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McConnell’s Chief of Staff Asks Politico to Remove Ad Promotion Video
Posted at 4:53 p.m. on May 16, 2013
A video posted on the Politico website featuring Senate Minority Leader Mitch McConnell’s chief of staff has been taken down after the Kentucky Republican’s office objected to its placement on a page designed to solicit advertisers.
The video, posted earlier this week under the “audience” tab of Politico’s advertising page, features Josh Holmes and identifies him with the title: “Chief of Staff, U.S. Sen. Mitch McConnell, KY.” Holmes spends the first half of the video explaining his job, with shots taken inside McConnell’s office, and the second half of the video explaining why he reads the Washington publication. The video ends with the top staffer saying, “I’m Josh Holmes and I’m a Politico.”
Here is a screenshot of the original page on Politico, captured at about 2:50 p.m. Thursday:
Senate ethics rules prohibit senators or Senate staffers from endorsing outside entities in their official congressional capacity.
The Senate Rules Committee doesn’t comment on potential ethics violations. McConnell’s office said Thursday that Politico wasn’t up front about its intention to use the video on a page designed to attract advertisers. After being asked about the video by CQ Roll Call, McConnell’s office asked Politico to remove the video, and it was no longer on the site after 3 p.m. Thursday.
“In no way was this profile intended to be used for advertising purposes and when this came to our attention we immediately asked Politico for it to be taken down, which it was,” McConnell spokesperson Don Stewart said in a statement.
When contacted by CQ Roll Call, Sara Olson, Politico’s vice president of marketing who solicited the endorsement, provided the following email statement: “The video has been removed at Josh’s request. These videos are a series of conversations that we had with our readers.”
There are always shades of gray on whether a specific action is an ethics violation. But the rules for endorsements are more stringent for staffers because they are less likely to speak in a capacity other than their official roles. For example, McConnell theoretically could endorse bourbon as a longtime resident of Kentucky, but not as Kentucky’s senior senator.
CQ Roll Call has in the past touted member endorsements of its products and promoted anonymous staffer endorsements that were drawn from third-party research, according to Valerie Voci, vice president of marketing.
“Senate ethics rules are pretty cut and dry about something like this,” said a Senate aide who has consulted the Ethics Committee on endorsement matters. ”You can’t do an advertisement for a company or its product, as it is considered an endorsement.” The aide added: “While there’s some flexibility on this for the members themselves, there’s no gray area for staff. You’d think a chief would know that.”
Holmes told CQ Roll Call that he didn’t realize the video would be used as an advertisement for the publication, though the request to be filmed was sent by Politico’s vice president for marketing.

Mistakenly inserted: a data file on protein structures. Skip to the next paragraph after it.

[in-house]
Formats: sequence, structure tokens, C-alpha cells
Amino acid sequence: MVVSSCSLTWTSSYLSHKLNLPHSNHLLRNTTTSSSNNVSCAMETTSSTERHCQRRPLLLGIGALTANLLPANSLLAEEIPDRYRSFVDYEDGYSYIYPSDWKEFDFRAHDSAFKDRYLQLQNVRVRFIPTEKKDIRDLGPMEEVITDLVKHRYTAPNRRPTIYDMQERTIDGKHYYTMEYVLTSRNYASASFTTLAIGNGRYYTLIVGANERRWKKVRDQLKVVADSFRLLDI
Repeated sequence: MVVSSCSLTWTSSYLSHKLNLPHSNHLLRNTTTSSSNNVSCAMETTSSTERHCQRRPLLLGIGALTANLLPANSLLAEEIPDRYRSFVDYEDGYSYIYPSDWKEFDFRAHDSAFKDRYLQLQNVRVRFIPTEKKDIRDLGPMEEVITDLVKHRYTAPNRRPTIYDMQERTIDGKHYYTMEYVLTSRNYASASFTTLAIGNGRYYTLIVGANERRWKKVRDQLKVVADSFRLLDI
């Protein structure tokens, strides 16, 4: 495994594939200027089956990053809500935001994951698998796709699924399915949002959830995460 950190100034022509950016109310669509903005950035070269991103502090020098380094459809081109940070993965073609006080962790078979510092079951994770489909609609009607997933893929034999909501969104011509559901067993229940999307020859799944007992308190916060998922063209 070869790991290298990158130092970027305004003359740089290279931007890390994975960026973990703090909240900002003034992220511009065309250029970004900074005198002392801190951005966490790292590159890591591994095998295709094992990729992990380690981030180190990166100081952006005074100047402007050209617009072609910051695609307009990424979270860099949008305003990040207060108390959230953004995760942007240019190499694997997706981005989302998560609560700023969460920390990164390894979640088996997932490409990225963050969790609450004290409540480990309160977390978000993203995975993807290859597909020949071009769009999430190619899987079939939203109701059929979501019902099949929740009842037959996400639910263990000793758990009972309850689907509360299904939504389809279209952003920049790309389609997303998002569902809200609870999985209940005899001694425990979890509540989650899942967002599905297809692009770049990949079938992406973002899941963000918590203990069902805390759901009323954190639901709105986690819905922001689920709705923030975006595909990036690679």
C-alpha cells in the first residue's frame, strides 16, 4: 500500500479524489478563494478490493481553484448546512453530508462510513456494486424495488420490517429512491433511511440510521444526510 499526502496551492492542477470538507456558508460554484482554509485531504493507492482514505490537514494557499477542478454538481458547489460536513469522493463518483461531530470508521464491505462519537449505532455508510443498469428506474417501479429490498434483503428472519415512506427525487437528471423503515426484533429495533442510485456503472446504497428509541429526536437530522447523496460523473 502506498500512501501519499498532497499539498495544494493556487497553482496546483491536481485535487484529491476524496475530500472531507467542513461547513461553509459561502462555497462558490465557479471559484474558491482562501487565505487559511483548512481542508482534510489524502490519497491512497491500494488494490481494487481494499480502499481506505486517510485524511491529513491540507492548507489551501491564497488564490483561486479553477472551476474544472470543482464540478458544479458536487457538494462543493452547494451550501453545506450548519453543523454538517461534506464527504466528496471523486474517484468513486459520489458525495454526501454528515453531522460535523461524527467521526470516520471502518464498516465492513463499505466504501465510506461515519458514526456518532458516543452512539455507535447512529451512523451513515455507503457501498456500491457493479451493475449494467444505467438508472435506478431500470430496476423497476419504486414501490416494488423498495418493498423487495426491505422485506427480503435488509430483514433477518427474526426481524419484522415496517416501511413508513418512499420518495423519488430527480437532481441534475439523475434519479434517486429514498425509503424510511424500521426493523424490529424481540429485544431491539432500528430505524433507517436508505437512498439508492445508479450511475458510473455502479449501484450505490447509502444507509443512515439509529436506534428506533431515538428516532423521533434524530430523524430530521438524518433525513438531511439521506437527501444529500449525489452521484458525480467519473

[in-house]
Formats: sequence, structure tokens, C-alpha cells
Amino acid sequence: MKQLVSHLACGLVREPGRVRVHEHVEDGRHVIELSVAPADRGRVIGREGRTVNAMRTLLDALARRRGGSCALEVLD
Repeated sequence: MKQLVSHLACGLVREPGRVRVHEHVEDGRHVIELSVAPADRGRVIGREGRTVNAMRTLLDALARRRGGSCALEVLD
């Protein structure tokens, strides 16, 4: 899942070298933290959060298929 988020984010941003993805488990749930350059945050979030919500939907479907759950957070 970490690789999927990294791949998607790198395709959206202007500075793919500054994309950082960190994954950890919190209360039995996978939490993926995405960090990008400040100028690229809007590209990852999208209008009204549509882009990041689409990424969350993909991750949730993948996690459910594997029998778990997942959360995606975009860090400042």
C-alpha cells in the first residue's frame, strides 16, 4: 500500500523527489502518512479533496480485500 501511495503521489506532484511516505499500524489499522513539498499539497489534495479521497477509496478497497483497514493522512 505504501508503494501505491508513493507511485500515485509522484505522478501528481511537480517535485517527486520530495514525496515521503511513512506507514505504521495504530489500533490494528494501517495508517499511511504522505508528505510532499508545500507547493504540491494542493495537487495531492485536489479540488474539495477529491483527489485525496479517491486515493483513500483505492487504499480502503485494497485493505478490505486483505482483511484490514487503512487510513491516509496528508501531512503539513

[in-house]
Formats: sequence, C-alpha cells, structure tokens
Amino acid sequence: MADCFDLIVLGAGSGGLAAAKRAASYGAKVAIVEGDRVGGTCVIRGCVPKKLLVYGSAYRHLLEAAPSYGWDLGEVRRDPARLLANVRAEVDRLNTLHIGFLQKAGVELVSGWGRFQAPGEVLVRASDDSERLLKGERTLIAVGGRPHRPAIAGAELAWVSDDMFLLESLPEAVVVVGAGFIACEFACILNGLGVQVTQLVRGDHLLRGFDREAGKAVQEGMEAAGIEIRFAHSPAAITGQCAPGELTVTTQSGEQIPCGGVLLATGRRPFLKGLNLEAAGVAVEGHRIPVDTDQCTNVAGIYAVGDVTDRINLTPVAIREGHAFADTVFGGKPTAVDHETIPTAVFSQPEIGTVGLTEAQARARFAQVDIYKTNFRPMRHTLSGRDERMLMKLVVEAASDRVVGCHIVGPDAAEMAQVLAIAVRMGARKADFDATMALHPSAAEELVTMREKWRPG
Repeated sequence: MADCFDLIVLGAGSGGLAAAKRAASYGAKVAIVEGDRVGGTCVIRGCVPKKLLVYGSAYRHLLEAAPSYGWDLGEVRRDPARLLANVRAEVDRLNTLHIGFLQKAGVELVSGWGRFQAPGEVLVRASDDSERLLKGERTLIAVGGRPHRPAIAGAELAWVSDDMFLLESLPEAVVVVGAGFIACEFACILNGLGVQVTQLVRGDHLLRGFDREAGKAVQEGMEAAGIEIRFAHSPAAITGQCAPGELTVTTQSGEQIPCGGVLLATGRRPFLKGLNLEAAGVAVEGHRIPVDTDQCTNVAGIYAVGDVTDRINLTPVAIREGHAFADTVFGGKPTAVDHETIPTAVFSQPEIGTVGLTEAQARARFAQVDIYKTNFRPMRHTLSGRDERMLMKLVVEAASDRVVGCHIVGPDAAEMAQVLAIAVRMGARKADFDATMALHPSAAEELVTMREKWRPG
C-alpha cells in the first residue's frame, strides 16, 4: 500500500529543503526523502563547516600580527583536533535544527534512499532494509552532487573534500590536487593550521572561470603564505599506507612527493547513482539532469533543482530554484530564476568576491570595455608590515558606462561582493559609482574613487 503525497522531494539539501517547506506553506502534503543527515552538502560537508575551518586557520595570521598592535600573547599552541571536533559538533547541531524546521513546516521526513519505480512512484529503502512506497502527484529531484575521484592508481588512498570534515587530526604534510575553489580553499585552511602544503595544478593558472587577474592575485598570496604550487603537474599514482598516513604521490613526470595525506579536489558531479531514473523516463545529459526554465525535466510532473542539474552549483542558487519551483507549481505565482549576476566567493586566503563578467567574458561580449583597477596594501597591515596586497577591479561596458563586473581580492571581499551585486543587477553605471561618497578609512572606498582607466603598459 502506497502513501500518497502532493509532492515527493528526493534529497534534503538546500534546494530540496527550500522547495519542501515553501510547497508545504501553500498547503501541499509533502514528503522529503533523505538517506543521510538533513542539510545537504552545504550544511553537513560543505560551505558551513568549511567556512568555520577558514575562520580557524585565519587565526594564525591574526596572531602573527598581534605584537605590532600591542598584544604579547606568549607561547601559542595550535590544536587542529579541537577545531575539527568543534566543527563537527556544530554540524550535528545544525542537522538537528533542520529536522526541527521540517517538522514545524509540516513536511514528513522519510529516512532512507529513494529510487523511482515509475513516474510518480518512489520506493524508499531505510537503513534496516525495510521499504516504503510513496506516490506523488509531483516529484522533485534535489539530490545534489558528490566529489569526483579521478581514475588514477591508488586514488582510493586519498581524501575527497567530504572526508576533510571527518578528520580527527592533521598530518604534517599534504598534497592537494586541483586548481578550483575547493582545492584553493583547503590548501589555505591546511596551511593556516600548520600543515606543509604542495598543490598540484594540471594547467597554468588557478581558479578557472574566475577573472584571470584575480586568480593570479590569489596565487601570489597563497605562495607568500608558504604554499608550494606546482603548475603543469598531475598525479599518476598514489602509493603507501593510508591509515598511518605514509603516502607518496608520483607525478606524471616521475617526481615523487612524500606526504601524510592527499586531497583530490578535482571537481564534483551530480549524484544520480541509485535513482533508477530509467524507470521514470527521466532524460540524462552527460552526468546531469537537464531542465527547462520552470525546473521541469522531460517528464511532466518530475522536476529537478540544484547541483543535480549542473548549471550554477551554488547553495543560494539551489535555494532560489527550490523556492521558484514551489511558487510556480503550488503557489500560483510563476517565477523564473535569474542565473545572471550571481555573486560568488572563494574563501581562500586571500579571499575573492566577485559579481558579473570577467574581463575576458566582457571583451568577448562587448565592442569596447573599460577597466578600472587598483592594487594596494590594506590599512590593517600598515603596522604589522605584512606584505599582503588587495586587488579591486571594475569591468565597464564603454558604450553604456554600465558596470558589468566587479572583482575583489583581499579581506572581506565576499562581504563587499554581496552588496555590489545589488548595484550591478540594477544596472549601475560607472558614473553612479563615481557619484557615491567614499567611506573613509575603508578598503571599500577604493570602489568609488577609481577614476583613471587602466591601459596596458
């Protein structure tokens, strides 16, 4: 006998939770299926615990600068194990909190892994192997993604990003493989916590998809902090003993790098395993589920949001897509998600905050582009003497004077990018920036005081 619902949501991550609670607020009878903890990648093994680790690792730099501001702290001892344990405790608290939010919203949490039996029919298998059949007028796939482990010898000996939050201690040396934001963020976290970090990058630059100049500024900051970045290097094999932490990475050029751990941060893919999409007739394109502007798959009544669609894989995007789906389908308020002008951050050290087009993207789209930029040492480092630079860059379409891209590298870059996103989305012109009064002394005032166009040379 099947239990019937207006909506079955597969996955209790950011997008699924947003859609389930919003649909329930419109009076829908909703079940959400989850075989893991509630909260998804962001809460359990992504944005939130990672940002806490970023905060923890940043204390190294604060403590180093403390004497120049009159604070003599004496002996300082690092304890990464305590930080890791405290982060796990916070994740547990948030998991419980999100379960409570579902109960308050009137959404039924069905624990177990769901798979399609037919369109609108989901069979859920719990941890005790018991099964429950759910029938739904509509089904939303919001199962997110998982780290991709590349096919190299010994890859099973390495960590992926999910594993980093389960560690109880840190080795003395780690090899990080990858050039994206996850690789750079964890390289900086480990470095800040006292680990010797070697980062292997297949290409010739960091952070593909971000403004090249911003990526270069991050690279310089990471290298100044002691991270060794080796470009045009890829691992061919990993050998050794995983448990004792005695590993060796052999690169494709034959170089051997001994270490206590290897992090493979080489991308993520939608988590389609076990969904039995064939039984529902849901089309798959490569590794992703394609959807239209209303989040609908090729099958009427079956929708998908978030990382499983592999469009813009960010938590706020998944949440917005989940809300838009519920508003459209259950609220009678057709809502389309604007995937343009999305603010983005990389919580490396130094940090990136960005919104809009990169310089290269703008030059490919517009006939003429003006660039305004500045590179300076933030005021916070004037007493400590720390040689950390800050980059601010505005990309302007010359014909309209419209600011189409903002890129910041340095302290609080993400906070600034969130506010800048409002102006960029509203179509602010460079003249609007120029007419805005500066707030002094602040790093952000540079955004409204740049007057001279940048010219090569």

This is the email request from Politico, provided by McConnell’s office:
From: Sara Olson
Sent: Monday, May 06, 2013 8:58 AM
To: Holmes, Josh (McConnell)
Subject: POLITICO request
I apologize in advance for the last minute ask, but I’m working on a series of video profiles of POLITICO’s most influential readers around the country — and Mike Allen said you’d be perfect to feature.
Is there any chance you’d be available today before 1p for a quick on camera interview? We’d send the camera crew to you — preferably your office if that’s doable. Ideally we’d love 30 minutes for the interview and some b-roll shots but it can be shorter if necessary!
I’m happy to send you the questions, but really it’s just a profile of you first — and how you use POLITICO second.
The videos will be played at an event this week and posted on our About website. This is not an editorial feature.
Apologize for the short notice. Let me know if you’re interested and available.
Vice President, Marketing
Staffers and members often consult with the Ethics Committee when an extracurricular activity appears questionable. Holmes did not do this because thought it was a staff profile, he said.
In the video, as explained in the original request, Holmes describes his job and then why he reads Politico.
“My name is Josh Holmes and I am chief of staff to Sen. Mitch McConnell of Kentucky, the Republican leader here in the Senate. … I like to come to work every day. I like to know that there’s an impact that’s being made and if I can play a small role in making things better for the people of Kentucky, for the people across the country by doing what I do every day, it’s a huge benefit,” Holmes says to the camera in the black-and-white stylized video.
“One of the things I really like about Politico is that they were at the advent of an a la carte journalism style where no matter what you do or what you’re interested in in the field of politics or policy, there’s an outlet for you. If you really like campaigns and elections, ‘Morning Score’ arrives in your inbox at 7 a.m. If you’re a health care policy analyst, you get the ‘Pulse.’ There is just a lot of different aspects of Politico that allow you to do your job and stay attuned and make sure you’re covering as much ground as you can,” he continues. “I’m Josh Holmes and I’m a Politico.”
Staff writer Meredith Shiner was employed by Politico from 2009 to 2011.